My parents went on a health kick back in the 70’s. Carob and whole grains came into the kitchen. My sisters and I begged for mushy Wonder bread…we didn’t get it. But on occasion, my mom would pick up a loaf of fluffy potato bread from the market. Those memories were my inspiration for these loaves made with mashed potatoes. And it was seriously one of the best breads I’ve made in years.
The Ultimate Sandwich Loaf
I would call this the ultimate sandwich loaf. Soft and slightly sweet, it’s perfect for any fillings: pb and j, ham and cheese, whatever. Hubby got home from work early and I told him he had to sample a slice. I knew he’d confirm my review. I rarely eat white bread, but I even smeared it with a thick layer of soft butter. Twice. Heavenly. If you’re a bread baker, you must try this. If you’re not, you still must try it. Unfortunately, the dough is quite sticky and really needs to be kneaded in a stand mixer or in a bread machine. But you can always borrow one, right?
Our #TwelveLoaves October theme is Root Vegetables. September was about baking with our finds from the Farmers Markets. We are continuing exploring what is in season and our October baking mission is about Root Vegetables. Share your October Root Vegetable Bread (yeast or quick bread). Let’s get baking!
#TwelveLoaves is a monthly bread baking party created by Lora from Cake Duchess. #TwelveLoaves runs so smoothly thanks to the help of the lovely Paula from Vintage Kitchen Notes and Renee from Magnolia Days.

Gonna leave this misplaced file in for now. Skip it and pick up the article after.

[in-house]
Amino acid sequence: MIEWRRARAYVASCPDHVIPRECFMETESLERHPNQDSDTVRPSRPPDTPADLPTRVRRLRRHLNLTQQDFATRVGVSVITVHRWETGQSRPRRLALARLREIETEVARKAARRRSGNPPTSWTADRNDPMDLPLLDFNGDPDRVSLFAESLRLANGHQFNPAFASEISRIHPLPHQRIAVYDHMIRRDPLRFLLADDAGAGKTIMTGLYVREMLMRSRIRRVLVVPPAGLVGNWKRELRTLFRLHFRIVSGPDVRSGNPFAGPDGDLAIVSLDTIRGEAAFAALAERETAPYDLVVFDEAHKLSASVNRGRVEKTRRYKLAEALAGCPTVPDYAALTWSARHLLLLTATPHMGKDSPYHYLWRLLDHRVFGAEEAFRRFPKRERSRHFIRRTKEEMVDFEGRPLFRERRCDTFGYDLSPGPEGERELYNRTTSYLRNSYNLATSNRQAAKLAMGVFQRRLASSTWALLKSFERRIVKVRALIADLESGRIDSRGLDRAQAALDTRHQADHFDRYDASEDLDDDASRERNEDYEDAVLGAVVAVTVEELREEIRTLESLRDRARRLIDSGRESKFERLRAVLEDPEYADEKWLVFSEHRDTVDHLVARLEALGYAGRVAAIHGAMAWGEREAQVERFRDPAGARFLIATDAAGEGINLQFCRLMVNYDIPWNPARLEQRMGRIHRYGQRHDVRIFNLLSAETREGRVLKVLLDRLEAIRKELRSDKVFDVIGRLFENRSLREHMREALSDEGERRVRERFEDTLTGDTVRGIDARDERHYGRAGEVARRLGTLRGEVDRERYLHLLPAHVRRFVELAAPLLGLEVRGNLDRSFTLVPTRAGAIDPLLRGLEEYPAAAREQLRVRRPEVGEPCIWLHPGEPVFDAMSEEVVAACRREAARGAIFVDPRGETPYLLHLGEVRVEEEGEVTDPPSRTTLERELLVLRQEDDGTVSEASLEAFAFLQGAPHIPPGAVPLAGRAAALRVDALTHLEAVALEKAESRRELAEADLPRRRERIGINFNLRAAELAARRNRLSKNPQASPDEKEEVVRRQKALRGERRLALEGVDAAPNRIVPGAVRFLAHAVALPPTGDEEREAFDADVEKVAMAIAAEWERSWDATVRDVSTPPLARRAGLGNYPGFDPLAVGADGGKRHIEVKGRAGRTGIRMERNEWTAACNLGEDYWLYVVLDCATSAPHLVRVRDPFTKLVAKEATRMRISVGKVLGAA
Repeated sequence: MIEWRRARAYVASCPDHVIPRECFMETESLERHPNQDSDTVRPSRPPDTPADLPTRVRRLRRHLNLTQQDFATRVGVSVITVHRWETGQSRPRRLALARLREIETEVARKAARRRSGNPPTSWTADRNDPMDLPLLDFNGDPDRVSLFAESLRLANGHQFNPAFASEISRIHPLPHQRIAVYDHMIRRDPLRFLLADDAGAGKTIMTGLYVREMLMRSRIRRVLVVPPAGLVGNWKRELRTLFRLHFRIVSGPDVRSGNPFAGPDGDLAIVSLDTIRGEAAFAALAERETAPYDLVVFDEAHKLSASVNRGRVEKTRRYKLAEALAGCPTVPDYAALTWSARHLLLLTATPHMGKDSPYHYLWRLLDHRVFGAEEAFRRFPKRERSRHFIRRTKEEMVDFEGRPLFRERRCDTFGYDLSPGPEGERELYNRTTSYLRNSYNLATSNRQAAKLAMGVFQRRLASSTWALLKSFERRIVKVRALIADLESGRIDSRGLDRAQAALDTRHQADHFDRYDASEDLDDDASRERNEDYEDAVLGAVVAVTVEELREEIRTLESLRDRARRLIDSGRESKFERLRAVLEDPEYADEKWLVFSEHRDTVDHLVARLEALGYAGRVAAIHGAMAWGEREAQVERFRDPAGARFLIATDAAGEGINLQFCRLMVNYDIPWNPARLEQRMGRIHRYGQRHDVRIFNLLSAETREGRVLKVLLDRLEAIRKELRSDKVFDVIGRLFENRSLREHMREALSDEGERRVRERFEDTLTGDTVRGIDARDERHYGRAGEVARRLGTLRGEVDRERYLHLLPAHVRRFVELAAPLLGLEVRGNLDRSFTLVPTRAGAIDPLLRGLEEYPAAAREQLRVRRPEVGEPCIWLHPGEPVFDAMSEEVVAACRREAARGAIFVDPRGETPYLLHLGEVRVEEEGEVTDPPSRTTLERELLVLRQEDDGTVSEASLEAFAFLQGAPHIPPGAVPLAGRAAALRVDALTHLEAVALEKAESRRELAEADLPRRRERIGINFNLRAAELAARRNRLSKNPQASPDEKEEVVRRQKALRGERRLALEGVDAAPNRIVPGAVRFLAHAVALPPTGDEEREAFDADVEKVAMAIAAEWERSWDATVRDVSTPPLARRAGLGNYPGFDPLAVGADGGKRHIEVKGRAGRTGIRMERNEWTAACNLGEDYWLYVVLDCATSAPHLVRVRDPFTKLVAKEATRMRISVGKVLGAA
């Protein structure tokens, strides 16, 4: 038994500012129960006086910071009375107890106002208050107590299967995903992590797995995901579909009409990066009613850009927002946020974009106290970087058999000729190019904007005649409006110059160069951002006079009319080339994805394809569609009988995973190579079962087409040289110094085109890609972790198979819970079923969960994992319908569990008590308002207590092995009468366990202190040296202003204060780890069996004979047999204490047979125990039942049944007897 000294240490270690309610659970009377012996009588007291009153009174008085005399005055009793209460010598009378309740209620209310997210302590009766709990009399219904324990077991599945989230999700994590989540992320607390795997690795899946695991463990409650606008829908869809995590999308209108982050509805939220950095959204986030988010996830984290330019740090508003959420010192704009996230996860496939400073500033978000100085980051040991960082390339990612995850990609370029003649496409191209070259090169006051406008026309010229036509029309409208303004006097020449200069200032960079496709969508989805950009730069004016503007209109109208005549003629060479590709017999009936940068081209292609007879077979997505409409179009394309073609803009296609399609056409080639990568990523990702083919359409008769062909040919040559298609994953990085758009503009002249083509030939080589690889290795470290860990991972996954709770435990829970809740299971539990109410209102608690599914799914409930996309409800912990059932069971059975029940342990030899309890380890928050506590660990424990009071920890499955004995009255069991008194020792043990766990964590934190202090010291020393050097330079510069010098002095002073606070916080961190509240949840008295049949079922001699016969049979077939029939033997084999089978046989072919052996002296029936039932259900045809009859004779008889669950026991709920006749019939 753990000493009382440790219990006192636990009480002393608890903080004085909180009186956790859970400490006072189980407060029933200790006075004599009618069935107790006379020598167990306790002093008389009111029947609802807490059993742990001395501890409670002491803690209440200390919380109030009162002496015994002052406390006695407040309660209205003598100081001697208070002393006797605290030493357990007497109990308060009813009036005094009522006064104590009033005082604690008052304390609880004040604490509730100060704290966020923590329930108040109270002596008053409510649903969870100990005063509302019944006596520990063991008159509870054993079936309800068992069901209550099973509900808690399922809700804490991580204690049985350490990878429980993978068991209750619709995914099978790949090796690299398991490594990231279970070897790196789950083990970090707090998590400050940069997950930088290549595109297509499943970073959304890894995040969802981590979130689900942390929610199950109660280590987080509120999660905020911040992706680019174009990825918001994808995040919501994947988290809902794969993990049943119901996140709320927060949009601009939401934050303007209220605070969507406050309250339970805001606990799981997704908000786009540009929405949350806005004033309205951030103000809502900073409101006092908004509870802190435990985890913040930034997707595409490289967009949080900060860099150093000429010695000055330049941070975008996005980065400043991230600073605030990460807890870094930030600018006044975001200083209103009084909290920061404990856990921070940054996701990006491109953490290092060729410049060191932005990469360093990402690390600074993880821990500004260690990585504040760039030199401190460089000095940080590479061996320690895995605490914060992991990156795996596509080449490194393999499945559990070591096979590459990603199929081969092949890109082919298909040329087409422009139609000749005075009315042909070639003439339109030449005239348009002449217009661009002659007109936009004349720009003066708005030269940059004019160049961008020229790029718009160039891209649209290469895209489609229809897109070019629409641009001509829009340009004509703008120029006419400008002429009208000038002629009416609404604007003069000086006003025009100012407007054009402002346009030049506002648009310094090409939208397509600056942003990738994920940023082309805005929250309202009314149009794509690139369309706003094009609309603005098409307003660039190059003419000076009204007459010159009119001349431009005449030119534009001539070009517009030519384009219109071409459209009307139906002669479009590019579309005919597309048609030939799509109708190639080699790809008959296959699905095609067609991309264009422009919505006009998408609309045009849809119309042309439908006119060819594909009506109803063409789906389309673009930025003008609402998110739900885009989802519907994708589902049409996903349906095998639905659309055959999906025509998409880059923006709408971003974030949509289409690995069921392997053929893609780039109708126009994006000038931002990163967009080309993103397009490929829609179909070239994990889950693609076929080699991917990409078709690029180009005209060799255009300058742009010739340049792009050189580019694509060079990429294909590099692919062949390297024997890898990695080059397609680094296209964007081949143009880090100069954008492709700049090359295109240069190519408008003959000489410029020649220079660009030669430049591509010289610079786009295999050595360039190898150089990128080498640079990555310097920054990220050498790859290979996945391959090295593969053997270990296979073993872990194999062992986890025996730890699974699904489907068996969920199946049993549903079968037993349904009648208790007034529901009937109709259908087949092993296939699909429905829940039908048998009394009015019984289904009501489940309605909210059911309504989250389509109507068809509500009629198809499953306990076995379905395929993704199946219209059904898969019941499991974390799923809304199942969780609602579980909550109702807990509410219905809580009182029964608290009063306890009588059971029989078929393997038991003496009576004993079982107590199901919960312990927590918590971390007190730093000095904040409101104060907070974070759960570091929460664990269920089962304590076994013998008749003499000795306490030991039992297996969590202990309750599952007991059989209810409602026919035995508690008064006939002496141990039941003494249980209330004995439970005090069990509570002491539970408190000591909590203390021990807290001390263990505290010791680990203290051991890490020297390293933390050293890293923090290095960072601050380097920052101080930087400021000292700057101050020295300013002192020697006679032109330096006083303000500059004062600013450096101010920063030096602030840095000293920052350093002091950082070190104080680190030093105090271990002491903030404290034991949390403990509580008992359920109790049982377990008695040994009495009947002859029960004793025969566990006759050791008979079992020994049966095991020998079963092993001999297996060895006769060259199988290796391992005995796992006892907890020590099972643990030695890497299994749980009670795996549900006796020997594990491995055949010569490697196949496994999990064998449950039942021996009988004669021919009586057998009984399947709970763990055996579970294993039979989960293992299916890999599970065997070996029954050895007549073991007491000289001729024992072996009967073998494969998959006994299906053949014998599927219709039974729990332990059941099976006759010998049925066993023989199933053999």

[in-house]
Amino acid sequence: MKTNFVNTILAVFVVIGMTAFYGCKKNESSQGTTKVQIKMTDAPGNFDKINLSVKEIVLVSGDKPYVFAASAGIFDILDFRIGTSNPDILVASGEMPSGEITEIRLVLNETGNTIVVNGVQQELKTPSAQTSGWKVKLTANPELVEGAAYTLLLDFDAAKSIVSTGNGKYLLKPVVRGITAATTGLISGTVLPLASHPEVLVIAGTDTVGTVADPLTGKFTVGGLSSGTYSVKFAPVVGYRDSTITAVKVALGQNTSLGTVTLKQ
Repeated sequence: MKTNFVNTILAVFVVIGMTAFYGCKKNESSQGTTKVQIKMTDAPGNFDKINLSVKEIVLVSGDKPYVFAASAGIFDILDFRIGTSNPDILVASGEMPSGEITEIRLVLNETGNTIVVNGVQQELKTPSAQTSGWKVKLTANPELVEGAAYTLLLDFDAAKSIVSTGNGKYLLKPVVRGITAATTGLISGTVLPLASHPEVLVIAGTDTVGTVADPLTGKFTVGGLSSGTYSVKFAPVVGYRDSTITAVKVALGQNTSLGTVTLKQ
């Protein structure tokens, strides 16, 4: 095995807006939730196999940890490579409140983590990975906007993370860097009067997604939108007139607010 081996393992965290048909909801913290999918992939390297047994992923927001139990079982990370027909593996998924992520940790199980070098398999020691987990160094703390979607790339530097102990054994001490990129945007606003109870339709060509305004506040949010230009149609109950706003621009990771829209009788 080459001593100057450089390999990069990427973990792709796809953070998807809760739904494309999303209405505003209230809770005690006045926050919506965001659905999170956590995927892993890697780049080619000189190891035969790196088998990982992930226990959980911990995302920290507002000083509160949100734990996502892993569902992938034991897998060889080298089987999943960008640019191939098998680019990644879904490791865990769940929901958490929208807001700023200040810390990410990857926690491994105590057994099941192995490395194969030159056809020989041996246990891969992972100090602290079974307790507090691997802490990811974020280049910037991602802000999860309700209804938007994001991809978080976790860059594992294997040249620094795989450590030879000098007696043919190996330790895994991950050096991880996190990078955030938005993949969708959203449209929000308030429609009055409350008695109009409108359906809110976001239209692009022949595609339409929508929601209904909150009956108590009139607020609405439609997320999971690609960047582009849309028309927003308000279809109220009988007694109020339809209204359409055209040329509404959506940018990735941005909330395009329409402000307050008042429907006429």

- 1 tablespoon instant yeast (I love Red Star Platinum yeast)
- ½ cup sugar
- 1¼ to 1½ cups lukewarm water or potato water (boiling water from potatoes). Use the larger amount of liquid in drier, winter months
- ¾ cup (12 tablespoons) butter, at room temperature
- 2½ teaspoons salt
- 2 large eggs
- 1 cup mashed potatoes (from about ½ pound potatoes)
- 6½ cups all-purpose flour (King Arthur preferred)
- Beat together all of the dough ingredients, using the paddle attachment of your stand mixer for 4 to 5 minutes at medium-high speed, stopping the mixer to scrape down the sides and bottom of the bowl as needed. The mixture should start to become smooth and a bit shiny.
- Switch to the dough hook, and knead the dough at medium speed (only if your mixer will tolerate it) for 7 minutes, stopping to scrape the dough into a ball a couple times.
- Scrape the dough into a ball (it will be sticky), and place it in a lightly greased bowl or large greased plastic bag. Refrigerate overnight or for up to 24 hours.
- Remove the dough from the refrigerator, divide it in half, and shape into 9-inch logs. Place each into greased 9 x 5-inch bread pans.
- Cover the pans with lightly greased plastic wrap, and allow the dough to rise until comes about 1" over the rim of the pan. Since the dough is cold, this will take anywhere from 2 to 4 hours. Preheat the oven to 350°.
- Bake the loaves for 25 minutes. Tent with aluminum foil, and bake for an additional 15 to 25 minutes, until the bread is a deep golden brown, and a digital thermometer inserted into the center of one of the loaves registers at least 190°F.
- Remove the bread from the oven, let rest a couple minutes in pans before removing from pans to rack to finish cooling
More Root Vegetable Breads:
Here are the amazing creations posted today by my co-hosts:
- Carrot Bread by Rossella at Ma che ti sei mangiato
- Carrot Cake Breakfast Bread by Dionne at Try Anything Once Culinary
- Garlic Herb Mini Rolls by Kathya at Basic N Delicious
- Gluten-Free Sweet Potato Biscuits by Dorothy at Shockingly Delicious
- Onion-Bacon Fantans by Holly at A Baker’s House
- Parmesan Garlic Rolls by Alice at Hip Foodie Mom
- Potato Bread by Liz at That Skinny Chick Can Bake
- Potato Onion Dill Bread by Karen at Karen’s Kitchen Stories
- Rustic Potato Buns by Heather at girlichef
- Sweet Potato Quick Bread by Renee at Magnolia Days
- Caramelized Vidalia Onion Focaccia by Lora at Savoring Italy